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Fakahatchee Strand State Preserve

Fakahatchee Strand State Preserve

                                                                          Photo Fiona Sunquist ©

Fakahatchee Strand State Preserve

Tel: (941) 695-4593

About 10 km (6-miles) north of Everglades City, this 26,325 hectare (65,000 acre) preserve is one of the wildest areas left in Florida. The Preserve extends from Alligator Alley (or I-75) in the north to Everglades National Park and Ten Thousand Islands in the South.

Fakahatchee Strand contains North America’s largest stand of native royal palms, and the area is famous for its orchids, rare ferns and bromeliads. This forested wetland was once logged for cypress and today the logging roads, called ‘trams,’ provide the only way to get around. Most of the trams are overgrown with vegetation but some have been cleared for hiking and driving. The area is one of the strongholds for the endangered Florida Panther. White Ibis, Glossy Ibis, Roseate Spoonbills, herons, egrets, Barred Owls and Red Shouldered Hawks are regularly observed.

Facilities and access to the Fakahatchee are limited, but it is well worth taking the trouble to locate and drive ‘Janes Scenic Drive’, which is an 11-mile trip along an unpaved but passable dirt road. (For a map, download the PDF of the map, from the park web site above). Or, from US 41 turn north on SR 29. Take the first road on the left, go to the stop sign and turn right. You will be on a rather backwoods-looking dirt road, and in a mile or so you will see the Preserve Office and a Fire Tower. The road becomes ‘Janes Scenic Drive,’ and though it might not seem like it, it is possible to drive it in a regular car. You will get a unique close up look at the swamp forest with its epiphytes and orchids. This is the setting for Susan Orlean’s novel “The Orchid Thief.”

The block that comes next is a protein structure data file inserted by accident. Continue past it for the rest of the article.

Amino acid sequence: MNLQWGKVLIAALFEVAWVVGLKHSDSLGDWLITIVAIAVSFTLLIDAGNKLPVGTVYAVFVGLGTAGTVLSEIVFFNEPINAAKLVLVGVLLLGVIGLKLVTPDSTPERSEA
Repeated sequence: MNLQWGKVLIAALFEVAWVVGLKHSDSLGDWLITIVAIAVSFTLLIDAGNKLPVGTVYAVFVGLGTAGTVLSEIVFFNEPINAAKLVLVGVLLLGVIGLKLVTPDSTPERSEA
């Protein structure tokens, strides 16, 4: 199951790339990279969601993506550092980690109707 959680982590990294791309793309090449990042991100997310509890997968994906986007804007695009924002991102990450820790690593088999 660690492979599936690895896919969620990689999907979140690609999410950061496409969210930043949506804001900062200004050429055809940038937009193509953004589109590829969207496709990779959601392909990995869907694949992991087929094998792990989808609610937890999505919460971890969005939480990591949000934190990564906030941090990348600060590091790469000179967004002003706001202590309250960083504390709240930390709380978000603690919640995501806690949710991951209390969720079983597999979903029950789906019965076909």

When you get to the other edge of the Preserve turn around and retrace your route as the road disintegrates into a maze of often impassible tracks in the area known as the Golden Gate Estates.

A more accessible part of the Preserve is the boardwalk at Big Cypress Bend. This is on the north side of US 41, next to the Seminole Village. The boardwalk is about half a mile long and takes you into a swamp where you can see virgin Bald cypress.


More information on their web site

Fakahatchee Strand State Preserve web site open new window


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Wildlife of Florida 2011
Wildlife of Florida 2011
Fiona Sunquist
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Wildlife of Florida: Lizards
Fiona Sunquist
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